To find the entrance to the Christiansborg Palace tours, enter the wooden door behind the equestrian statue, go past the entrance to the Christianborg ruins, then into a courtyard and up the stairs on the right. A tour provides great information on the Danish royal family and its connection to the royals of other European countries. The highlight of the tour is the collection of modern wall tapestries given to the Queen which were made by Gobelin of Paris and are some of the most spectacular you will ever see.

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Enjoy the Music at the Copenhagen Jazz Festival

Memorial Concert for Bass Player Hugo Rasmussen at Copenhagen Jazz Festival 2016.

Ole Jensen / Getty Images

The Copenhagen Jazz Festival is held each July in Copenhagen. The balloon in the photo was used in one of the parades for the Jazz Festival. Jazz musicians from around the world perform practically non-stop at Tivoli Gardens and around the city both indoors and outdoors. Many of the performances, many of them family-friendly, are free.

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Visit the Amalienborg Palace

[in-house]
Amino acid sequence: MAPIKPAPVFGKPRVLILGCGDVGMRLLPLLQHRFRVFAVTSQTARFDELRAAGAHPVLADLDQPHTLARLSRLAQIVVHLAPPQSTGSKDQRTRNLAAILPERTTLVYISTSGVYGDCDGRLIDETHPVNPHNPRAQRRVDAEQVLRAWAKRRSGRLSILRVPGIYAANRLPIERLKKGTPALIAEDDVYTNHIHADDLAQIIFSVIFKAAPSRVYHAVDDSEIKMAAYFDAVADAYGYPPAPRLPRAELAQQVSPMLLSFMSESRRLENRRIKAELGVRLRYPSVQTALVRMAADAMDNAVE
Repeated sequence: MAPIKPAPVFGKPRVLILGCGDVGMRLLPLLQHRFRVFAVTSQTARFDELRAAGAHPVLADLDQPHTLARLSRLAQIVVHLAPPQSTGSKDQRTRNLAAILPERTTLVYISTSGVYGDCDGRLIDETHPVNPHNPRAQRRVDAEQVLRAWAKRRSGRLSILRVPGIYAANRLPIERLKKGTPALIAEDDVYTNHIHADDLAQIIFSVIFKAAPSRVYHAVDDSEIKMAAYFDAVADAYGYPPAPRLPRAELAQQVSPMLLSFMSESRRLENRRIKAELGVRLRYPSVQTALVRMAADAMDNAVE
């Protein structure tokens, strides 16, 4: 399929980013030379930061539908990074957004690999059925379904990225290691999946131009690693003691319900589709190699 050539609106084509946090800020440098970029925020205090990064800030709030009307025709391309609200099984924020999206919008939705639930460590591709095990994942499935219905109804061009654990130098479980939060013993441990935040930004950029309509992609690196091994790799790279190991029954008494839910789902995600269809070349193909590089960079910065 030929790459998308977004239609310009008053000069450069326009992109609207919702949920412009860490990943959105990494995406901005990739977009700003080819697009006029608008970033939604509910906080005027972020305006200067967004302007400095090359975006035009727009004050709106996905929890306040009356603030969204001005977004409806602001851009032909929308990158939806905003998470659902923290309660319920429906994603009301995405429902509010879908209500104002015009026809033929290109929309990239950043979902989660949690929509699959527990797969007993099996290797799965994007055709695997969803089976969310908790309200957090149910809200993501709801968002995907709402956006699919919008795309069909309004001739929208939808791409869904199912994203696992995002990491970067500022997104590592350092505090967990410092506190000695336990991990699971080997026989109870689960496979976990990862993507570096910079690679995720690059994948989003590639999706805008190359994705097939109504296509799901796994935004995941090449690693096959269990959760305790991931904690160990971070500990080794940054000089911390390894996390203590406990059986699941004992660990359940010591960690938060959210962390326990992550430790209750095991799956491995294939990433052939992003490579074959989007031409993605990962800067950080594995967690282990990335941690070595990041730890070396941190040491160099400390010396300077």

Facade of a palace, Amalienborg Palace, Copenhagen, Denmark

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The Amalienborg Palace is the home of the Danish Royal family. The Amalienborg Museum allows visitors to see the private interiors of the most recent past kings and queens and an exhibit on the monarchy today.

Amalienborg is famous for its Royal Guard (Den Kongelige Livgarde). The changing of the guards takes place daily. See the guards march from their barracks in 100 Gothersgade by Rosenborg Castle through the streets of Copenhagen and end up at Amalienborg, where the changing of the guard takes place at 12:00 noon.

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Cross the Famous Oresund Bridge

Oresund Bridge. Linking Malmo, Sweden and Copenhagen, Denmark.

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The Oresund Bridge links Denmark and Sweden. Constructed less than 20 years ago, the bridge is touted as providing this connection for the first time since the end of the Ice Age over 7000 years ago. The $4 billion bridge/tunnel project was completed in 2000 and consists of a 5-mile bridge, 2.5-mile tunnel, and a man-made island.

Malmo, Sweden, the third-largest city in Sweden, is just 35 minutes away from Copenhagen via the train across the Oresund Straits. The bridge toll for a car is about 45 euros.